Performing Arts: Theater
May 6, 2019
Travel back to the first time Hillary Clinton vied for the presidency. After months of exhaustively campaigning, hopes fly high in New Hampshire but the coffers are drained. What to do? Oh -- sure, call Bill.

The new Broadway play Hillary and Clinton by Lucas Hnath clamps onto a very specific night when questions about “unlikeability” hover over Hillary’s unrelenting quest for the presidency. Her harried campaign manager, Mark (Zak Orth), serves as cheerleader, truth teller and man with a Dunkin' Donuts box perpetually attached to his hands.

Unable to stomach Zak’s pronouncement that the coffers are bare, Hillary (Laurie Metcalf) goes against all reason and invites Bill (who has been banned from the trail) to visit. She wants his advice, she wants his support, but mostly, she wants his foundation’s money.

Set in a sterile white room, dotted by a small frig, chair and door leading to a bedroom, set designer Chloe Lamford perfectly replicates all the anonymous motels and hotels tolerated by president-hungry candidates. Skillfully directed by Joe Mantello, Metcalf nails the plain spoken, intellectually vexed woman who’s generally smarter than everyone else but somehow, never fully appreciated. A haggard looking John Lithgow arrives still pouting about his ostracization, yet eager to get back in the game.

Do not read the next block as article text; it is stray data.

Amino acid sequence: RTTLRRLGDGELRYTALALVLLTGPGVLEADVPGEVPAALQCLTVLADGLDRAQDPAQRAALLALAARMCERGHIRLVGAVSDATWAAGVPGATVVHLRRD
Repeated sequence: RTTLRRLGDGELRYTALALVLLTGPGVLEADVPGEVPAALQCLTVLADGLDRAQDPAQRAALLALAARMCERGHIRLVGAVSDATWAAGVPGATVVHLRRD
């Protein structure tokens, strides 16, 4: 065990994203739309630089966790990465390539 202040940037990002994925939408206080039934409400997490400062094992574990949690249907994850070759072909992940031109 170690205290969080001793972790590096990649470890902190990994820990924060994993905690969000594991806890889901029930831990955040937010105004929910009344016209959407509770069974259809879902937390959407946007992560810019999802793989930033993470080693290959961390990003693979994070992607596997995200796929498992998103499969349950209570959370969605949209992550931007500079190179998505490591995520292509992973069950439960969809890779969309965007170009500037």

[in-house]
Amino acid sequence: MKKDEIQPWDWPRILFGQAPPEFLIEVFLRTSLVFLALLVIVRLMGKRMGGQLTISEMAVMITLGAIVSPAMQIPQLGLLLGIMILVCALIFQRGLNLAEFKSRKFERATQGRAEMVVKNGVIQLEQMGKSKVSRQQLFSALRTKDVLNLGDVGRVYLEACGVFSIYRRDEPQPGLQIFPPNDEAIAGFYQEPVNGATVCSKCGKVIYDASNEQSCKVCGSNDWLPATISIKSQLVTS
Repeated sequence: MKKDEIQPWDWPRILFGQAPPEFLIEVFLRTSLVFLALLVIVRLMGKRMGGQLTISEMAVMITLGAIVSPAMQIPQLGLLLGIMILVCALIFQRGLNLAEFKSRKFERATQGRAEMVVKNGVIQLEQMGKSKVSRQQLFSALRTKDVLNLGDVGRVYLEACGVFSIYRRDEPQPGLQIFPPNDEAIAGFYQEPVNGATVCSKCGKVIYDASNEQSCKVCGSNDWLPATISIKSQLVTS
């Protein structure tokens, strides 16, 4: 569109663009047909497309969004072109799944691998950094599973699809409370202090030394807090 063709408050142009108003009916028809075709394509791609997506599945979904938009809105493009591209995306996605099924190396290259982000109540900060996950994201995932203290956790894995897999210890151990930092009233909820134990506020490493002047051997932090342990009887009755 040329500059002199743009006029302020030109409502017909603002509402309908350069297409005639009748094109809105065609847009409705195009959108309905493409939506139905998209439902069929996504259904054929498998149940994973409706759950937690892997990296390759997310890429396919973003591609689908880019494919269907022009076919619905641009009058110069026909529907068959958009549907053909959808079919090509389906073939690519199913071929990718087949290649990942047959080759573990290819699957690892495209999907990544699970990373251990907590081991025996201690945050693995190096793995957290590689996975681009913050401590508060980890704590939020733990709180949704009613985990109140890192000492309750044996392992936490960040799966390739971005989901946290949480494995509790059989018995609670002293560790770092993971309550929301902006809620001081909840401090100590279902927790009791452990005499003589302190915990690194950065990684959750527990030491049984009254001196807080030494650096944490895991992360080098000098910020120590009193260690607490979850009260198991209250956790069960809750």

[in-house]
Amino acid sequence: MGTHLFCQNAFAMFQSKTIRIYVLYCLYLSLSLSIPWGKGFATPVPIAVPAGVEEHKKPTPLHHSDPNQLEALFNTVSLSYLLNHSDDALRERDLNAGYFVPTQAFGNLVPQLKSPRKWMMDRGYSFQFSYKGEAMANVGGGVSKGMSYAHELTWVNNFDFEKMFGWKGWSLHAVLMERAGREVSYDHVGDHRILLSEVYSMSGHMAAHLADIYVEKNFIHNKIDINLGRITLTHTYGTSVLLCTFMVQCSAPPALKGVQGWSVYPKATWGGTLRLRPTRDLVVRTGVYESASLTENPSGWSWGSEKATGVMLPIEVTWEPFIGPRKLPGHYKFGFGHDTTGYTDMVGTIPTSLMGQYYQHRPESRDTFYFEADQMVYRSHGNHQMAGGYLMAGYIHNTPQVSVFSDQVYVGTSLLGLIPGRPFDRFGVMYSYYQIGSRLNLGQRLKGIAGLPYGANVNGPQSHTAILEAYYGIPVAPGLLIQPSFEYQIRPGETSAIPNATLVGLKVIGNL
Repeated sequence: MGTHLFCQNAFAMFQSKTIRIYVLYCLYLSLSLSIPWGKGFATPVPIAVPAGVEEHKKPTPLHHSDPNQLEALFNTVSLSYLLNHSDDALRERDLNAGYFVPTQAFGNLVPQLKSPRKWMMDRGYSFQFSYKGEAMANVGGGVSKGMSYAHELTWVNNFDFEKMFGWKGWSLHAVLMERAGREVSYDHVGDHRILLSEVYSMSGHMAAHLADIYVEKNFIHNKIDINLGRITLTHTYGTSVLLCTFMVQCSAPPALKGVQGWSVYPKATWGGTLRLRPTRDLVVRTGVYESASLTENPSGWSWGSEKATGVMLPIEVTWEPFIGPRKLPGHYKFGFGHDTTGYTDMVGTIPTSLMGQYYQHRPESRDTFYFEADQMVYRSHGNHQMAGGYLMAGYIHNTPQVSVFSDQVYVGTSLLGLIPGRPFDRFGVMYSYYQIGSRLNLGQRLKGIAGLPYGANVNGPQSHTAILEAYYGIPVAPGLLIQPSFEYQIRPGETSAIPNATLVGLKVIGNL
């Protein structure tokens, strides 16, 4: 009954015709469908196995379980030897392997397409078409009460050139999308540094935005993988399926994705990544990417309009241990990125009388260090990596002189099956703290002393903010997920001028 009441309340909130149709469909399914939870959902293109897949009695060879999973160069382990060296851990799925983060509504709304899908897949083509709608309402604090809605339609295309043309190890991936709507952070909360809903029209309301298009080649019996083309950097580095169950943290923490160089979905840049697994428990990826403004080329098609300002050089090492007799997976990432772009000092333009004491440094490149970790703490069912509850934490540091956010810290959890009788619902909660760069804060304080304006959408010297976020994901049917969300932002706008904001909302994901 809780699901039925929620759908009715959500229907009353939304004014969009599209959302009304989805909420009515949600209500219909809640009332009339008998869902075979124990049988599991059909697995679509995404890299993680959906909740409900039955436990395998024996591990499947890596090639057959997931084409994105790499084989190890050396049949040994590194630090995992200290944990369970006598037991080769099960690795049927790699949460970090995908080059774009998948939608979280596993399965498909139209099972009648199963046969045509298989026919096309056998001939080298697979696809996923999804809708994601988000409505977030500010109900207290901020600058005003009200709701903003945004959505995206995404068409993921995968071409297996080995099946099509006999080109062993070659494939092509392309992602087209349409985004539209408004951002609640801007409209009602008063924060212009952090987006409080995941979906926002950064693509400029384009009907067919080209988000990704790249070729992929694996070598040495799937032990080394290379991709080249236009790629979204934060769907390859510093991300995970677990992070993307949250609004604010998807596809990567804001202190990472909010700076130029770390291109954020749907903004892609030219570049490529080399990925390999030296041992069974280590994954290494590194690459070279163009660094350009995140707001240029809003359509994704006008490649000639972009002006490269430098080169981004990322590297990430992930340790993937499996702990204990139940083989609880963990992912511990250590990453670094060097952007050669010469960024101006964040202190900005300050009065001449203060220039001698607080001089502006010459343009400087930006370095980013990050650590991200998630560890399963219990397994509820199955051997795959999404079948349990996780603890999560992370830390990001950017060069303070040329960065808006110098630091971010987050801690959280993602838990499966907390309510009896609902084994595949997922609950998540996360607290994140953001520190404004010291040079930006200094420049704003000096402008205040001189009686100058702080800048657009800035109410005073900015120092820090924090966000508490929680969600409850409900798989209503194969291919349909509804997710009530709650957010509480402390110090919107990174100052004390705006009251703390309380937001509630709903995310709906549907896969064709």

The dialogue between Bill and Hillary convincingly slips in and out of tricky issues that tread over the pros and cons of staying married or the dangers of accepting money from a politically tainted foundation.

When the two dissect the reasons for staying together, I was reminded of an interview on radio with Hillary Clinton about two years after President Clinton's impeachment. The interviewer posed this question: “Why don’t you divorce Bill. It would be so much easier on you?” Hillary quipped, “Because there’s no one I’d rather talk to.”

Both are political animals driven by ambition and powerful intellects yet, Bill knows how to speak to the voters’ emotions, while Hillary speaks to their reason.
EYE ON THE ARTS, NY -- Celia Ipiotis

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